Time In Line of Work
From an email:
Anyway, my wife and I are about to purchase a place here in the X area and we've been hearing that "a tough loan" line due to the fact that I'm only 10 months into my new small business although I've been profitable the entire time. We're stuck doing No Doc/Stated Income setups - I think you called these "liars' loans" - and the rates are a bit painful.
My wife's scores... at 720 are the lowest we have and mine are (higher).
Well, the good news is that your credit scores place you in the highest band of credit scores. There is no category beginning higher than 720.
The difficulty is that you're running afoul of one of the background rules of the whole loan process. Fannie Mae/Freddie Mac rules limit A paper loans to those with two years in the same exact line of work. With some limitations, a good loan officer can sometimes get it approved for two years with the same employer, if they've been progressing normally within the company. Changing from a W-2 employee to self employed is a change that cannot be approved, at least from the point of view of A paper. A minus and Alt A rules are mostly similar. So you're looking at subprime if you're documenting income. Let's examine A paper documentation levels to see if they're a possibility.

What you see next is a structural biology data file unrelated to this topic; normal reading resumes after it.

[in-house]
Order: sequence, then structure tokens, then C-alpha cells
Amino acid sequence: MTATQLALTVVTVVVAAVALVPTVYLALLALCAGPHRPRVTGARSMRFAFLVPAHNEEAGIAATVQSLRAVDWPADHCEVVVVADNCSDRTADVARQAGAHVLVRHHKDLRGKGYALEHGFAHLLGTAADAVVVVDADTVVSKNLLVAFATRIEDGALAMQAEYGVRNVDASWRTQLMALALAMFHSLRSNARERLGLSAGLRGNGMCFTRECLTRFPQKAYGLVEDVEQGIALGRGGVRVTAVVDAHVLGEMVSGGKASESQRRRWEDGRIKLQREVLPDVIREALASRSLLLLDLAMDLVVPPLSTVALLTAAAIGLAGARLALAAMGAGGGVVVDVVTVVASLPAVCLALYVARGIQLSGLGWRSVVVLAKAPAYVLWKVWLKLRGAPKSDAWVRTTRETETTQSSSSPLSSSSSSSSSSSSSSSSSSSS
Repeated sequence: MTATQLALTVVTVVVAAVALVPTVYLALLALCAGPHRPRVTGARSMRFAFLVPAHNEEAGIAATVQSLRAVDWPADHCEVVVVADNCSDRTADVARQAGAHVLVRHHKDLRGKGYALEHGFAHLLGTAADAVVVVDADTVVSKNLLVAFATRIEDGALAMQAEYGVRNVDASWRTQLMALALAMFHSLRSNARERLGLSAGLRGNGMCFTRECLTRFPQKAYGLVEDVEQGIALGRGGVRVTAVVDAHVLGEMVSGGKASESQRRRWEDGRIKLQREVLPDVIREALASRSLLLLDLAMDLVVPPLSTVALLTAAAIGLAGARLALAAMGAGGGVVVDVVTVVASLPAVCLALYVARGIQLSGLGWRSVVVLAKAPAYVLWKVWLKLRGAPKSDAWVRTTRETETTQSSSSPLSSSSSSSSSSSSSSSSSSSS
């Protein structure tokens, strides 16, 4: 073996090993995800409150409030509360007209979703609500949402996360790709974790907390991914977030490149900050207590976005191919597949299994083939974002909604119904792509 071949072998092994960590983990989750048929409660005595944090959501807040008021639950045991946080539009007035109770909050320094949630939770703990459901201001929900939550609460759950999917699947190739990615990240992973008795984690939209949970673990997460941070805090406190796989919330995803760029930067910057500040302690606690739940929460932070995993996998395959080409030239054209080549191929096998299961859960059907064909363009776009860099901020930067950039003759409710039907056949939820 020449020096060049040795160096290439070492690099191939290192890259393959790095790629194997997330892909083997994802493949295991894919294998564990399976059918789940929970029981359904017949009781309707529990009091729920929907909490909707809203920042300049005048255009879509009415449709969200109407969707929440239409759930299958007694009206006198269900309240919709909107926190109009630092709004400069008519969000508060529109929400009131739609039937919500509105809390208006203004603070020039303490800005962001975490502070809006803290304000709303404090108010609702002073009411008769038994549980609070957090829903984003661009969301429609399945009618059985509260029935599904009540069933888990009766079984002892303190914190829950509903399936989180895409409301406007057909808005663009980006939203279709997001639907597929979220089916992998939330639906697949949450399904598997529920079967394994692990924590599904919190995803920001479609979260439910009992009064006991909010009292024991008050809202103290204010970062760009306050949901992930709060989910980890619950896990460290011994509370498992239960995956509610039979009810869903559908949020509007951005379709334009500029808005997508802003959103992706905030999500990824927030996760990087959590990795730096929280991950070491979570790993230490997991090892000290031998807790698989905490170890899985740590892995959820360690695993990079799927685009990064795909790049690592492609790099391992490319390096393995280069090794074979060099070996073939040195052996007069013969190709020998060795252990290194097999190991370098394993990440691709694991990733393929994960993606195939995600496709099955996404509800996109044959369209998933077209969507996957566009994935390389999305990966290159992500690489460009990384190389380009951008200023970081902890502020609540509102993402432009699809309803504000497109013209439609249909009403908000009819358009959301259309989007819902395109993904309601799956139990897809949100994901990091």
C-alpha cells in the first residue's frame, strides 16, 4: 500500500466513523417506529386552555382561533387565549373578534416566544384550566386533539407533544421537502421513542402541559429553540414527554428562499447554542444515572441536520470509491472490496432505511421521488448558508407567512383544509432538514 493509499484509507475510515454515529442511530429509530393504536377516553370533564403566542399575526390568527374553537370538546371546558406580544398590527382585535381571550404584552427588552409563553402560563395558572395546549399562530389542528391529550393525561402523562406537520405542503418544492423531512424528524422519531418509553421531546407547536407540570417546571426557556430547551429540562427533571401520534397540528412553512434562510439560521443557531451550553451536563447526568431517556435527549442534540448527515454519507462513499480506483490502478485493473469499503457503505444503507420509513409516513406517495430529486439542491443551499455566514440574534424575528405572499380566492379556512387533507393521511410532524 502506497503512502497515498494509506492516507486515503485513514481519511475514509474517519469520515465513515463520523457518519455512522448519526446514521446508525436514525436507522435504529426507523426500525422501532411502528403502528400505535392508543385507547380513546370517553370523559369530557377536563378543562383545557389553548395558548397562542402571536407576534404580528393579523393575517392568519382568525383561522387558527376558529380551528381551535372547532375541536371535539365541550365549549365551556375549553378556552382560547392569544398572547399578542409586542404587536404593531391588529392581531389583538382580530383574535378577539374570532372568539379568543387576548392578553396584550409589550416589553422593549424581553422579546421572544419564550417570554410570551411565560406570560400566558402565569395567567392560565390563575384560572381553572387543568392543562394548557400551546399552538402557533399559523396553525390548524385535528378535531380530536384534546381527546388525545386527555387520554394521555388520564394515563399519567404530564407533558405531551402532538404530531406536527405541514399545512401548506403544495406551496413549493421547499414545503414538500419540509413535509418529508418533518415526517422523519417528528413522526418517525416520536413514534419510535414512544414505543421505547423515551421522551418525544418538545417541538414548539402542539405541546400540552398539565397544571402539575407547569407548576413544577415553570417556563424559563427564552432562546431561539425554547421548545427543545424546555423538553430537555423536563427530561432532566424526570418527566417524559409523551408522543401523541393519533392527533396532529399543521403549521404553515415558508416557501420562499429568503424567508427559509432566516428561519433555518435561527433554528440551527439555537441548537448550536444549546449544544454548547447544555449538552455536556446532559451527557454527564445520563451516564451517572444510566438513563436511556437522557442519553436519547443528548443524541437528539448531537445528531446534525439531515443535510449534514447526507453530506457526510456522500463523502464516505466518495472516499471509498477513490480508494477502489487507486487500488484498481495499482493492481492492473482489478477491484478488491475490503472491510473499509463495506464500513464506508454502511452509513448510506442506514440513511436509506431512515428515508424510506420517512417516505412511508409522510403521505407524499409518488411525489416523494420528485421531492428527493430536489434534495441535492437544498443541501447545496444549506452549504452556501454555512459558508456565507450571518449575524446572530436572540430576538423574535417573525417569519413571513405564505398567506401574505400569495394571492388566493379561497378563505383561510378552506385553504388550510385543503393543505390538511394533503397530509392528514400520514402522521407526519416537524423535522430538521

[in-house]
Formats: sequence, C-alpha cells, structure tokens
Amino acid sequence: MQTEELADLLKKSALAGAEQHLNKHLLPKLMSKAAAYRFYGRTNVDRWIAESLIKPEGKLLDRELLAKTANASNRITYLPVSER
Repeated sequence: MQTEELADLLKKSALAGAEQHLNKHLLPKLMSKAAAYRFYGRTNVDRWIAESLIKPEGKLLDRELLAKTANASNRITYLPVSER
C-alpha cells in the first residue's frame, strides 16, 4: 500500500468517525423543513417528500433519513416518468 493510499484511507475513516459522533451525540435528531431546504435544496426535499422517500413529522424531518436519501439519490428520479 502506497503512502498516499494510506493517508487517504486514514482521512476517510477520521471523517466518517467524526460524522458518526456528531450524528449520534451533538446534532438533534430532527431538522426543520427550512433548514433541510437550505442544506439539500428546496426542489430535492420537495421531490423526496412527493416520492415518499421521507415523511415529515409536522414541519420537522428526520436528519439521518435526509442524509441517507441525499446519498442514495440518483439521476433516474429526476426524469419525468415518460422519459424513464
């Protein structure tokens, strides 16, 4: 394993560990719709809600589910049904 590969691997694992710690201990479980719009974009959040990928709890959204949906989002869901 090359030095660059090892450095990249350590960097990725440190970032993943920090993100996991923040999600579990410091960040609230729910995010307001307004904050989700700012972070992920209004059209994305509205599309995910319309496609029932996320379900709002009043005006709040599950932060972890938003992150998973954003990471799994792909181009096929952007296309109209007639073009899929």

Full Documentation: Requires documenting two years income same line of work. You can't; you've only been self-employed for ten months.
Stated Income: Requires documenting that you've had the same source of income for two years. Nope. Yes, these and NINA loans are often called "Liar's loans" in the business because the lender agrees not to verify your amount of income. That's because loan officers eager to make a commission on a loan where the client really doesn't qualify use these to qualify the client. The qualification standards are there for your protection as well as the lender's. Just because you can use these to qualify doesn't mean it's smart. Locally where I am we have a huge house of cards because loan officers use these to qualify clients for negative amortization loans. Yeah, the temptation to make a commission is there, but am I really serving the client's best interest by securing them a loan they can't really afford where even the payment they can't afford has them owing more money each month? I submit that the answer to this question is usually no. These are designed for self-employed folks and people on commission who make the money, they just have write offs and such so that they can't really document it. Using stated income to say you make money that you don't is a dangerous game. It's likely to result in foreclosure.
NINA: Requires a good credit score. This might be your ticket. On the other hand, you don't state how much of a down payment you have, percentage-wise. A paper NINA requires some equity in the property; I've never seen an actual A paper NINA approved with less than about ten percent equity. On the other hand, these are very easy loans to actually do. It's trying to qualify you for something better that's hard.